Each brain tissue punch was washed in cold HEPES buffer and homogenized in lysis buffer [200 mM Tris (pH 8.0), 150 mM NaCl, 2 mM EDTA, 1 mM NaF, 1% NP40, 1 mM phenylmethanesulfonylfluoride, 1 mM Na3VO4, and protease inhibitor cocktail]. Equal amounts of proteins were then separated by 10% sodium dodecyl sulfate-polyacrylamide gel electrophoresis, followed by transfer of the resolved proteins to a nitrocellulose membrane (Whatman, Dassel, Germany). The membranes were incubated with the same primary antibody used in immunohistochemistry overnight at 4°C. Subsequently, membranes were incubated with secondary antibody. Actin was used as a loading control for all experiments. Quantification of immunoreactivity corresponding to the bands was performed by densitometric analysis using an ImageQuant LAS 4000 (Fujifilm, Tokyo, Japan).
All data are expressed as mean±SEM and were analyzed using the Sigmastat statistical program Version 11.2 (Systat Software, San Jose, CA, USA). Statistical analysis of data was performed using Student’s t-test when comparing two groups, or one-way ANOVA via Tukey’s post hoc comparison when comparing more than two groups. A p<0.05 was considered statistically significant.
Effects of EA Treatment On Post-stroke Behavior
To determine whether EA stimulation can improve the recovery of damaged neural function induced by MCAO, the rotarod and Morris water maze tests were applied and the mouse’s neuromotor and cognitive dysfunction was evaluated. No difference in the rotarod test of normal mice was observed between groups, however, EA-treated MCAO mice showed a significantly longer mean time compared with MCAO mice at 40 and 47 days after MCAO (Figure 2A). In the Morris water maze test, both MCAO and MCAO+EA mice took a longer time on average to find the platform than basal. However, compared with MCAO mice, EA-treated mice attained a significantly lower time from 44 to 46 days after MCAO (Figure 2B). These results suggest that EA treatment can induce beneficial effects for improvement of neuromotor and cognitional function in a focal cerebral ischemia model.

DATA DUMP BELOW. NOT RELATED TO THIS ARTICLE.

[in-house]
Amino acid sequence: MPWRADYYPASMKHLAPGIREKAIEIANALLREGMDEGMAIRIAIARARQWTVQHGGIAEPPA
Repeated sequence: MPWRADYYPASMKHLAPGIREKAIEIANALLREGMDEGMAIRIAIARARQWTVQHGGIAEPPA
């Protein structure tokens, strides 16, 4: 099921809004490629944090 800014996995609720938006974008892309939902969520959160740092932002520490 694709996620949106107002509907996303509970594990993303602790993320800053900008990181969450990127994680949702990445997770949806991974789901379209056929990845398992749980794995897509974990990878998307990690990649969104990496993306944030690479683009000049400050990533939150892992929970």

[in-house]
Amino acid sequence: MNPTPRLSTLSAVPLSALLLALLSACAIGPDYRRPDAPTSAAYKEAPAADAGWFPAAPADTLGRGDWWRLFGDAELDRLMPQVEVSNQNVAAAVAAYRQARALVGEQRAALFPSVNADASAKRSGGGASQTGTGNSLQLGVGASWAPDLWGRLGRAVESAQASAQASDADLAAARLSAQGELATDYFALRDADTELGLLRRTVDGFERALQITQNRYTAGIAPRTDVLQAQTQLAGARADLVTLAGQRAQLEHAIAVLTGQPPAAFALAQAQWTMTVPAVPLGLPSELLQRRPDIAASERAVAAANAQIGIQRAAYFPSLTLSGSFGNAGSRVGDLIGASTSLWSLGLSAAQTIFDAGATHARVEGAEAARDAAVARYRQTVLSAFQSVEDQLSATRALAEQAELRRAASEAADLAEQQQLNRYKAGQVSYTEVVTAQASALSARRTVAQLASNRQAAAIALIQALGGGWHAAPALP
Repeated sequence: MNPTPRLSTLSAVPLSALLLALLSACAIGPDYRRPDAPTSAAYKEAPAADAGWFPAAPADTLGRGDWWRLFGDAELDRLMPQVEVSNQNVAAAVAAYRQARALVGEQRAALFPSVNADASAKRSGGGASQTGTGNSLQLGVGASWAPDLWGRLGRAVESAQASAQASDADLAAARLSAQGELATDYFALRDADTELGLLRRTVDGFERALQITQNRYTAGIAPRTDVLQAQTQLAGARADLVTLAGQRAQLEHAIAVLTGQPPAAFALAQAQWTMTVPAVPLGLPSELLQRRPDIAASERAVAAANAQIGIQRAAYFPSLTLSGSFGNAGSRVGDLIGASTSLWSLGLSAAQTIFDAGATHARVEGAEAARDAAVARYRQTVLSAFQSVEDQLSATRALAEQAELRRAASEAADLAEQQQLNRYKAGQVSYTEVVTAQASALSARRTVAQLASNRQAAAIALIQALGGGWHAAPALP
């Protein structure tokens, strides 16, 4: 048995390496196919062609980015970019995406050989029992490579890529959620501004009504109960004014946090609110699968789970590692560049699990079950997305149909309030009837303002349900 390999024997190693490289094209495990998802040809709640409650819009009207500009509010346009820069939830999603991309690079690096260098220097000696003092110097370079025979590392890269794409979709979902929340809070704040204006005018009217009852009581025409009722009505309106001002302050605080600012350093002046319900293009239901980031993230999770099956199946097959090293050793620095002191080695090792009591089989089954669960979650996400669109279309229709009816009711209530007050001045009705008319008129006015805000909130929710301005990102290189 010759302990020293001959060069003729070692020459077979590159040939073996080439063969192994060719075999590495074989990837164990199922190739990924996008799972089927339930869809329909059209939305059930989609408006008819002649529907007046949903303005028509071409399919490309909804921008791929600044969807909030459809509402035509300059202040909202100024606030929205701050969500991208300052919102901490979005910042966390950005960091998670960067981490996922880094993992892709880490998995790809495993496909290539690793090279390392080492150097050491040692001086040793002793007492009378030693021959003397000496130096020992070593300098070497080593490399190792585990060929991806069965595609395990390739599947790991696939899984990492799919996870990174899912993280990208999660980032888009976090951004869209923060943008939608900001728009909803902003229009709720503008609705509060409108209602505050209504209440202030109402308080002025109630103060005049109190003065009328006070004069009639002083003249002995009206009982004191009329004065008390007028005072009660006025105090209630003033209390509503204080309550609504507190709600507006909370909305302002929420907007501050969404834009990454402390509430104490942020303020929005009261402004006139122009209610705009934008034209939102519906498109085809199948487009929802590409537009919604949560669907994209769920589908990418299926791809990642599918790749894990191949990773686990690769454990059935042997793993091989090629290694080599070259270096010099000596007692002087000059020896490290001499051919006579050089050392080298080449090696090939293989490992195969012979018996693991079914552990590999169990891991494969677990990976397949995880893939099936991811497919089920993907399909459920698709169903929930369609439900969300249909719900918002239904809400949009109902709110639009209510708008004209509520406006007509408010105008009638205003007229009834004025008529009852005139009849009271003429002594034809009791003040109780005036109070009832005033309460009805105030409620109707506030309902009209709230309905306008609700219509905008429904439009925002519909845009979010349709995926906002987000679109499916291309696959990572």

Rotarod (A) and Morris water maze tests (B) on post-stroke behavior. EA treatment significantly improved neuromotor and cognitional function of MCAO mice at the late phase of the experiment. Mean±SEM. *P<0.05 and **P<0.01 versus MCAO mice.
Effects of EA Treatment On Neurogenesis in the Whole Brain
To evaluate the effects of EA stimulation on endogenous NSCs, cells were identified by BrdU labeling and by a specific molecular marker such as Dcx and NeuN at 26 days after MCAO. At each 600 µm interval, 11 sections were taken for staining with cresyl violet or other molecular markers. We divided the whole brain into 11 coronal sections, as shown in Figure 3A, and then the total number of NSCs was evaluated by counting BrdU positive cell and double-positive cells for BrdU/Dcx or BrdU/NeuNs. The number of proliferated cells indicated by BrdU labeling was increased in both the ipsilateral and contralateral hemisphere of MCAO mice. EA stimulation resulted in a significant increase in the number of BrdU positive cells from the 8th to 11th coronal sections (from −1.9 mm to −3.8 mm to bregma) compared with MCAO mice (Figures 3B and 3C). Because it cannot be assumed that BrdU positive cells in the ischemic brain are newly born, we detected co-localization of BrdU with Dcx or NeuN, which is used routinely for identification of newly born neuroblasts and neurons. Compared with the total number of BrdU positive cells, the number of BrdU/Dcx or NeuN double-positive cells was very low, and no significant difference was observed throughout each of the coronal sections. However, the total number of BrdU with Dcx or NeuN positive cells in the whole brain was significantly increased by EA stimulation in the both contralateral and ipsilateral hemispheres and contralateral, respectively, (Figures 3B and 3C). These results demonstrated that EA treatment improves the division of NSCs after ischemic induction, however, a limited number of cells show beneficial effects through differentiation into neuronal cells.